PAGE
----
So a peg can span across a number of frames, and for each frame that is occupied by that peg you can, if desired, set many different types of keyed parameters. (rotation, location, motion, skew, scale) You can on any frame set a seperate keyed value for each of these different animatable parameters. You can set as many or as few types of parameter keys on each frame as you need to accomplish your desired resulting animation. The type of keyed parameter set on a particular frame depends on which scene plannimg tool you have selected when you go to animate the pegged object. The transform tool is universal and sets all keyable parameters, the rotation tool only sets rotational keys, the skew tool only sets skew keys, the motion tool only sets motion keys, the scale tool only sets scale keys.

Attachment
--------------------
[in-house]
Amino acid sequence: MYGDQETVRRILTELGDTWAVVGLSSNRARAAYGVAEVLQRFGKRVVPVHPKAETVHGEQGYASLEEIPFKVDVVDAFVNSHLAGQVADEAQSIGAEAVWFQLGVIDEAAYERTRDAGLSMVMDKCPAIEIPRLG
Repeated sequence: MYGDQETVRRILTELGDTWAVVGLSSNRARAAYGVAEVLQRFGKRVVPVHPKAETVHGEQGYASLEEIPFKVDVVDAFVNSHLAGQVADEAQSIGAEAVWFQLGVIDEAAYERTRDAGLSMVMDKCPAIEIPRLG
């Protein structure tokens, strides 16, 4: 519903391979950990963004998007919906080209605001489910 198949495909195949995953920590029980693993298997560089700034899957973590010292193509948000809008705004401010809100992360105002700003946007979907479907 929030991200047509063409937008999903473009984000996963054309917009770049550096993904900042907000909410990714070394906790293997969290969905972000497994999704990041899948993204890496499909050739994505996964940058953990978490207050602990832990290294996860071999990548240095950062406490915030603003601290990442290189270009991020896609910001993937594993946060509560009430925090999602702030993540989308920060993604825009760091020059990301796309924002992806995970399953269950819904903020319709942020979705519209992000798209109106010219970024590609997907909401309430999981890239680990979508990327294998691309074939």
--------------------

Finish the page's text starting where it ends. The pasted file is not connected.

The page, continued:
So the answer to your question is that you need to set only those specific keyed frame parameters that you want to set on whichever frames you desire to set them. There is no requirement that you set any key framed parameters at all. They are totally under your control to be used exactly when and how you want to use them. To have the software assist in animating requires only two keyed frames, a starting frame and an ending frame which are connected by a series of frames called a segment. The connecting segment can be set as constant which means that there will be no interpolation of the change between the starting and ending value, or the segment can be set as non-constant which means that the inbetween values will be calculated based on an applied function curve. This latter process is referred to as “tweening”. So on a peg there is a requirement for a minimum of two frames to be keyed for a parameter to establish a tweened segment. -JK